Usually, these compromised accounts will leverage to authenticate to additional services, applications, or systems.
Compromised credentials, known as “dumps,” are publicly available, and threat actors frequently use these dumps to attempt to compromise additional accounts belonging to the affected user.
Comparison table with differences between password spray, brute-force, and credential stuffing.
Now that you are familiar with the identity attacks, you can move on to the next steps and know the information that Azure AD, Azure Identity Protection, Microsoft Cloud App Security, and Azure Sentinel can detect and respond to identity attacks.
Azure AD Authentication Codes
Azure AD provides a bunch of error codes with a description for each error code. Some of the Azure AD Authentication and authorization error codes, such as AADSTS50126 or the error code 50126, can notify if someone is trying to authenticate with the wrong user name and password.
The error code of 50126 means that InvalidUserNameOrPassword – Error validating credentials due to invalid username or password.
Another critical error code is AADSTS50053 with error code 50053; someone tried to log in too often and locked out. The error code means IdsLocked – The account locked because the user tried to sign in too many times with an incorrect user ID or password.
Another optional error code is the error code of AADSTS50055, and someone trying to log in and password expired. The error code description is InvalidPasswordExpiredPassword – The password is expired.
|Message||Error validating credentials due to invalid username or password.|
|Remediation||The user didn’t enter the right credentials. They were expected to see some number of these errors in your logs due to users making mistakes.|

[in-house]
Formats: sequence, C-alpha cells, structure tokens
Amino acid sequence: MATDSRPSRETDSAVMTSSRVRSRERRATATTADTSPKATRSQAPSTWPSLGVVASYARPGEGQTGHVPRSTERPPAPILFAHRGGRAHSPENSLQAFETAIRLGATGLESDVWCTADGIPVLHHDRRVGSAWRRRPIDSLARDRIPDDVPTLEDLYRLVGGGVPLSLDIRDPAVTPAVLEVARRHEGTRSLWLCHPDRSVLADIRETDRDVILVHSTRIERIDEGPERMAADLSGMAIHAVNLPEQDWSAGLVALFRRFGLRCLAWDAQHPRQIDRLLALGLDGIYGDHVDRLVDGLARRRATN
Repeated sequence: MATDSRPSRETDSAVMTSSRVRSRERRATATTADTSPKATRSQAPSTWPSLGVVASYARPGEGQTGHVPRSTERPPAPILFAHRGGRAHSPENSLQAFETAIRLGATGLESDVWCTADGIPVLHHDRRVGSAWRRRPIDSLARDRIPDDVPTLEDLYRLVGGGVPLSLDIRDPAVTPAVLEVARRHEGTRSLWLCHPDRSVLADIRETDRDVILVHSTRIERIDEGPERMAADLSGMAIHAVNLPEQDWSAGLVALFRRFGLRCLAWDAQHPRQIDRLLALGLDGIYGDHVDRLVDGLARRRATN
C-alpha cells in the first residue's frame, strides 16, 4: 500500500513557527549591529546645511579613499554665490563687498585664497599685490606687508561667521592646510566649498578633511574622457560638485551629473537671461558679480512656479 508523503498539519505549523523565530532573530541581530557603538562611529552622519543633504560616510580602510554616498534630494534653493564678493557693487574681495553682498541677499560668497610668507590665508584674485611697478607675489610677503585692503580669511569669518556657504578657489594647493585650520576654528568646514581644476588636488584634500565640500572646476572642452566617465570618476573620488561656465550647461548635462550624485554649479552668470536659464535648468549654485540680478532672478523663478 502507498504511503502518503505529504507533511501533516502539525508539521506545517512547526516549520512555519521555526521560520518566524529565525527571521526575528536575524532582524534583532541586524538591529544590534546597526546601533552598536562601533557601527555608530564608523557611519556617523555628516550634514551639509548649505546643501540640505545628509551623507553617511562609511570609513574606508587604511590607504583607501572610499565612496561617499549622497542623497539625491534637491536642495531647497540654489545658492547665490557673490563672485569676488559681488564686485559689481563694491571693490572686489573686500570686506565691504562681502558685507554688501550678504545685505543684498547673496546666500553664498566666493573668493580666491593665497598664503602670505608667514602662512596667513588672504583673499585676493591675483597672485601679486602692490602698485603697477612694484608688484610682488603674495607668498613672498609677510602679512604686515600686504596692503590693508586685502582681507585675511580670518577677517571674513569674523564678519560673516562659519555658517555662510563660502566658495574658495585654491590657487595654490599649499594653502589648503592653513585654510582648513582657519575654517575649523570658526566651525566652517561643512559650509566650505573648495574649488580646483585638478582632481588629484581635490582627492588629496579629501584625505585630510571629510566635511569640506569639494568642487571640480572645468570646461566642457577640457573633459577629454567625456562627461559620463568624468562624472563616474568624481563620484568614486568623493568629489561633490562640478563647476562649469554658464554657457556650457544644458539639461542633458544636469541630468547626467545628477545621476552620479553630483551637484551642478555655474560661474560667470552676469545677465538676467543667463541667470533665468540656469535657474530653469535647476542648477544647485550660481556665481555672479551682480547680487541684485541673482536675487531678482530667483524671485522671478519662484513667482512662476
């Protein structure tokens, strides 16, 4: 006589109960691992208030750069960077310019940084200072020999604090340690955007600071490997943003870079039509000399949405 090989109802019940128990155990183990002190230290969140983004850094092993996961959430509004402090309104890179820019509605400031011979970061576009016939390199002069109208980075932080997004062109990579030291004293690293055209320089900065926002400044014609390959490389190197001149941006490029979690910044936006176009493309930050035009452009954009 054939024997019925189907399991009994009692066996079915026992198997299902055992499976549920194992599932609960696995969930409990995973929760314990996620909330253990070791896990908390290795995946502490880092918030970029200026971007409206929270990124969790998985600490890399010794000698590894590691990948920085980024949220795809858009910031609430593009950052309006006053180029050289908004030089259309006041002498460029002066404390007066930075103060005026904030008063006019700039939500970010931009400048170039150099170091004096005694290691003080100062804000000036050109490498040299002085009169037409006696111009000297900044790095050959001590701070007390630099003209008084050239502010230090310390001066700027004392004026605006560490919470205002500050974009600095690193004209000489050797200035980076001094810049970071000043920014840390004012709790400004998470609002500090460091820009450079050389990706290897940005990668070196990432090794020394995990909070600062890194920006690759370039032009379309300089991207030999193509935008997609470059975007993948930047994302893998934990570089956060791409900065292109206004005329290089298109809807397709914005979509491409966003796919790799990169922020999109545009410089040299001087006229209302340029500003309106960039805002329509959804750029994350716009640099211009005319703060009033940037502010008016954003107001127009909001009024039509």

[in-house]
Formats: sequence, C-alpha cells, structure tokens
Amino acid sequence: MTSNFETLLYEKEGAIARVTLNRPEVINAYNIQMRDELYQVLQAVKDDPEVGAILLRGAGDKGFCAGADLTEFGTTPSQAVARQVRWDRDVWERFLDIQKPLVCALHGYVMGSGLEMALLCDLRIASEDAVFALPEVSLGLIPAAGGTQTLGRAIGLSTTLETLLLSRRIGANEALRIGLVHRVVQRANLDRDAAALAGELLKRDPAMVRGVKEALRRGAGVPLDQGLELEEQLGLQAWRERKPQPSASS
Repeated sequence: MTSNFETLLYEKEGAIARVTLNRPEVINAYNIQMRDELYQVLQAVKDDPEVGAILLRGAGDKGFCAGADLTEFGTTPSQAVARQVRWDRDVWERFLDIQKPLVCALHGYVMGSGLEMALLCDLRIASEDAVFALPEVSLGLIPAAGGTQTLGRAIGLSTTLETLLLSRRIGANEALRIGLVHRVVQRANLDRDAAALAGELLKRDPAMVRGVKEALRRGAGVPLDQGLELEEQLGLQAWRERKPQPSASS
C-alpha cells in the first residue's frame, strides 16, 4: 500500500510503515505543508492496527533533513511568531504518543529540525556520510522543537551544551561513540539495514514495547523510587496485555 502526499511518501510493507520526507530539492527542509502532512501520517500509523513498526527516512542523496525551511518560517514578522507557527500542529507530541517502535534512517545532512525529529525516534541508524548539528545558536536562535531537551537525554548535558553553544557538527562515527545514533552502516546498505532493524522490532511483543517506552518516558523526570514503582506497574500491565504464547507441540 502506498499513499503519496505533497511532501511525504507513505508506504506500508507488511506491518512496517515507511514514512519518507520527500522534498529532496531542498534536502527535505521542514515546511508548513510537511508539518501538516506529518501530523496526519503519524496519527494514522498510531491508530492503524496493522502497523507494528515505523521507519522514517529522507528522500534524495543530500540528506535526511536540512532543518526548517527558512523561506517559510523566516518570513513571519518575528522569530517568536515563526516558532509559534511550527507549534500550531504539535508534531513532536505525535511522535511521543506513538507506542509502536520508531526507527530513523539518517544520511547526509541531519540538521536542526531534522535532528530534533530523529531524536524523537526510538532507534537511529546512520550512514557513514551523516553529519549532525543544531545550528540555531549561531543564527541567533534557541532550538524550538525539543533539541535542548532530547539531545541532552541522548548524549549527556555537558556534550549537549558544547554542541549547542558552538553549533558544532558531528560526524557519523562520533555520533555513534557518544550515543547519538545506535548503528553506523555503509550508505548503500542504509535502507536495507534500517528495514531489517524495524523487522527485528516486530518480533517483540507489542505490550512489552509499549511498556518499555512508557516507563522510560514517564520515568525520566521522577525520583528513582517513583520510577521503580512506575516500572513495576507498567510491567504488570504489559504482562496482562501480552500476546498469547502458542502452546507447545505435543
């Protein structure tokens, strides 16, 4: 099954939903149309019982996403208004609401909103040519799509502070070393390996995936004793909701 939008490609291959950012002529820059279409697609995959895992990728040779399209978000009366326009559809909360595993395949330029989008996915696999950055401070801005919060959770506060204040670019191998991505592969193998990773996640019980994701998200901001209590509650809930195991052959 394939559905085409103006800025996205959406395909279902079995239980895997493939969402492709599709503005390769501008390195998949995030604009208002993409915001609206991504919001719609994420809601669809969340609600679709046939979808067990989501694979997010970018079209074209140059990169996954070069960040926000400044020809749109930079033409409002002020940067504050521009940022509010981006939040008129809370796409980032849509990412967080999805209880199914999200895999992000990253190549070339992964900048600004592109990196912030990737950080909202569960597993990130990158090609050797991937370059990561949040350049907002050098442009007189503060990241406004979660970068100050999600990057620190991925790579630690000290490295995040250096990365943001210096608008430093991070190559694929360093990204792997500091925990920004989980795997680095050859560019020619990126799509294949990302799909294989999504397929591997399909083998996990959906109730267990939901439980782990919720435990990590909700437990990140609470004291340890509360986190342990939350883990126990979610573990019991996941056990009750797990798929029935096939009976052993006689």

|Message||The account is locked; you’ve tried to sign in too many times with an incorrect user ID or password.|
|Remediation||The user was blocked due to repeated sign-in attempts. See https://docs.microsoft.com/azure/active-directory/identity-protection/howto-unblock-user|
Identify Password Attack with Azure Sentinel
Once you’re familiar with the Azure AD authentication codes, you can start to search and query for Identity attacks with Azure Sentinel,
The first attack is the Brute force attack with the following query that uses ResultType for Azure AD authentication code and the Project and Summarize to show the relevant Ip address and Location:
// Brute force result for IP address and Location
| where ResultType == “50126” or ResultType == “50053” or ResultType == “50055”
| project Identity, Location, IPAddress
| summarize IPs = dcount(IPAddress), Location = make_set(Location) by Identity
| sort by IPs desc
This example runs with a query to identify the attack with all error codes.
The second query running and provide the main results for the Brute force attack.
The second attack is the Password Spray Attack, and this attack run from one password against many users, and this scenario uses one IP address.
// Password Spray result with one password to many user
| where ResultType == “50053” or ResultType == “50126”
| project Identity, Location, IPAddress
| summarize USERs = make_set(Identity) by Location, IPAddress
The result will provide all the users and one IP address.
TIP: With the value where USERs != “” any value with more than 1 user is visible. To filter, you can also confiscate this value on, for example, where USERs != “” to only get results visible with 5+ users.
In conclusion, the Identity attack is always on the rise, and therefore you must identify the specific with error codes. The principal error codes are 50126 and 50053 for both brute-force and Password Spray.